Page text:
Ideally , the sense of collectivity earned from football goes beyond one’s own team . First of all , it encompasses the players on the opposing side : ‘sportsmanship’ ( despite all its patriarchal overtones and the hypocrisy commonly associated with it ) in its genuine sense is very much about the consideration and respect for those you are playing against , who are essentially not your adversaries but your comrades in exercise , challenge and fun , and hence ought to be treated as such . Opposing teams expressing kinship after a tough game provide an example for what social relations should be like under any circumstances - as do players who care for injured opponents or speak up in defence against abuse or criticism . The both symbolic and concrete educational dimensions of this should not be underestimated . How to respect each other and how to get along despite difficult circumstances , or despite finding oneself pitted against each other at times , must be an important exercise for people aspiring to be involved in creating and maintaining anarchist communities .
Secondly , the sense of collectivity experienced in a football team can extend to the supporters. Originally , football clubs , particularly in Europe and in Latin America , were very much integrated into their socio - geographical surroundings , and the people supporting the team were often times very literally that : supporters ( and not jut ‘fans’ ) : they would come to practice , talk to players , boost their morale , cheer for them accompany them on the away games etc. This is where the football phrase that speaks of the supporters as the “twelfth player” comes from and the notion should not be dismissed too easily. ( Not that the supporters have historically been much rewarded for this of course . The capitalist club owners were always pigs : “All around the country , supporters clubs were busy raising money on behalf of their football clubs , and receiving little or nothing in exchange in the way of representation . Whilst the money that they provided was gratefully received , this did not entitle them to recognition , or to any sort of say in the running of their club” ).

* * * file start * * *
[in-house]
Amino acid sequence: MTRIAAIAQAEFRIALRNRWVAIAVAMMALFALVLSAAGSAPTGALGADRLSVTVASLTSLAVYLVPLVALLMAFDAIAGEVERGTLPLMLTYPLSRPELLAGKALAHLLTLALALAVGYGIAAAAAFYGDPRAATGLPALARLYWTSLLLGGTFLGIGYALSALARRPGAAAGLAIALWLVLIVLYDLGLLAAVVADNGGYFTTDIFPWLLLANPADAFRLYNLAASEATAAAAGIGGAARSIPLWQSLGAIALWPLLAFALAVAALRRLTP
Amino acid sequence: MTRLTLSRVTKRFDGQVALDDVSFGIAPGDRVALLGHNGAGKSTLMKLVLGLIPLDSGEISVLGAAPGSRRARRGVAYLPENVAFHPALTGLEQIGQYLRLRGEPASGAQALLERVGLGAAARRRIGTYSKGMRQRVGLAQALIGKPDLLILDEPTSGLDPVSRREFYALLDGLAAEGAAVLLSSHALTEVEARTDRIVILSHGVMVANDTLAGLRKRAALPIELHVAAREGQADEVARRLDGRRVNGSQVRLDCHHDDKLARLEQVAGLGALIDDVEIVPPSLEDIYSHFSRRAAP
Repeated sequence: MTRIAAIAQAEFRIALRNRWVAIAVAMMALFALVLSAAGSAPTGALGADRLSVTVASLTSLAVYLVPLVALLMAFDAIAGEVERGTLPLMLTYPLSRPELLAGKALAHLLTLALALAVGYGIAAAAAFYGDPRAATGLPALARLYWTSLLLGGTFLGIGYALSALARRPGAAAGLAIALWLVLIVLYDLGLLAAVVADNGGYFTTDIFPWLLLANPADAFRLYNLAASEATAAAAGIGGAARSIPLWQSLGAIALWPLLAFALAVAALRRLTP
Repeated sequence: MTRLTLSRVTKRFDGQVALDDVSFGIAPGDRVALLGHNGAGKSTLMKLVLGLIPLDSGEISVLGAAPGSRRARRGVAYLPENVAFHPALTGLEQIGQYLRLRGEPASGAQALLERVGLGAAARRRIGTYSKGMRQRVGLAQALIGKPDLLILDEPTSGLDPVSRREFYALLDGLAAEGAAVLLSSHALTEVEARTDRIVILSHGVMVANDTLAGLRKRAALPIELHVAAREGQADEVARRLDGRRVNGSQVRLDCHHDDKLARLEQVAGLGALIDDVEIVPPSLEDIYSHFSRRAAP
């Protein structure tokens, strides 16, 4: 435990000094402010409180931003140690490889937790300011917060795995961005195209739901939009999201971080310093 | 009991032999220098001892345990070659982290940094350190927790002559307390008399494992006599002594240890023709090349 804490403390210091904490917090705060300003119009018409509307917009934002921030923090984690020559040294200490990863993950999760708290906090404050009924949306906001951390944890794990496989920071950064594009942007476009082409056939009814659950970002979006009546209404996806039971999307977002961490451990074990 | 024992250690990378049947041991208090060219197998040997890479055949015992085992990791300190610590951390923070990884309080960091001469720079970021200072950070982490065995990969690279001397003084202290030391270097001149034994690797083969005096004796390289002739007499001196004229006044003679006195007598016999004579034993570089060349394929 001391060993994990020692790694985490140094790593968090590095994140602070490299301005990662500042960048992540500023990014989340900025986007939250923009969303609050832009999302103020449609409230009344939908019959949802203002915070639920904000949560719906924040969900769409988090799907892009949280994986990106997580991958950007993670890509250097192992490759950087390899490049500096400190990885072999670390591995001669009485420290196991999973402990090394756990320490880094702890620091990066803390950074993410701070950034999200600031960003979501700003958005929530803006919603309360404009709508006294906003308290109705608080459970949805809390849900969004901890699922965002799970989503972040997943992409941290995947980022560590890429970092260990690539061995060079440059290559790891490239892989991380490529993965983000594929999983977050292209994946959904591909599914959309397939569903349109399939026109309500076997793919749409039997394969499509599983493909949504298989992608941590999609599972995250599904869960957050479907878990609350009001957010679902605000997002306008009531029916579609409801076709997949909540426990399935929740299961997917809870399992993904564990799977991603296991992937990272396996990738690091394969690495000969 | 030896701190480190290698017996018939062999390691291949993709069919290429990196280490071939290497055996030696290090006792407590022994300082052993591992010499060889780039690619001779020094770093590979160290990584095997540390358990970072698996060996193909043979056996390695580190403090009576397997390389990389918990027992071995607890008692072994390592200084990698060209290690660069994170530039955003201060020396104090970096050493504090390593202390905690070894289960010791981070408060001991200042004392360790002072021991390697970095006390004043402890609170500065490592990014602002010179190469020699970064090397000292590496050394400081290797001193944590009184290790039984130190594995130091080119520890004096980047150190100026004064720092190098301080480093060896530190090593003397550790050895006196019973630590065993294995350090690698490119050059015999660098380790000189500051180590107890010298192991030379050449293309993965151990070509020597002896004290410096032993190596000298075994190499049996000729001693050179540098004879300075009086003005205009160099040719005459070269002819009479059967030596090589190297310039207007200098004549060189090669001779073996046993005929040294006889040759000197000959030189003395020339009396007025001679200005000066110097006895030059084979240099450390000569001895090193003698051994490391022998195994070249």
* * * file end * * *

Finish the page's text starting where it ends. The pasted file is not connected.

Of course the just presented notions are all idealistic . In today’s professional football few of these ideals remain tangible .Most players are so concerned with their individual careers that their individual performances mean more to them than their team’s achievements , and in general there is very little loyalty to a team and its fate . There is also a lack of kinship amongst and respect for other players, and these are hardly any concrete relationships left between the players and their fans . However , all of the above -mentioned elements of collectivity remain a part even of the professional game ( there are still moments of solidarity between players of the same or opposing teams; or let’s look at the attempts of the radical fan projects to revive a less mediated and more concrete supporters culture ) , and it will be up to us to strengthen them within the context in which we want to follow , play and organise football . In the end , the state of professional football is not our concern here . Our concern are the values of team sports as such, their specific expressions in football, and what good they ca ( at least potentially ) do for anarchist communities .
Besides , there are more aspects of football culture that seem to be encouraging right here and now . In the game’s left-wing critique , there is a lot of focus on its dividing features …However , there are many unifying aspects of the game at the same time. They play out at different levels , from football - like laughter or music - being a ‘global language’ ( any travelling football fans will have innumerable stories of getting into pick-up games with people they’ve never met before , whose language they don’t speak and whose social and cultural background might be very different from theirs - yet who they instantly make friends and share moments of joy and community with ) , to it being ‘a universal theme’ ( you can have a passionate discussion about whether David Beckham should stay with Real Madrid or move elsewhere with kid in Kuala Lumpur , Malaysia , Banjul , Gambia , or Kingston , Jamaica - how many other topics are there that transgress national , cultural and social boundaries so easily ? ) , to notions of global fan culture ( and one of the most ignored and overlooked aspects of football fan culture is that at all big football tournaments you will see fans from different countries socialise and have a good time with each other - in far , far bigger numbers than they’d ever clash violently ; football fans have done much more to open borders , create international friendships and alliances , and overcome prejudice and bigotry , than the media and the upper-classes wanna make you believe )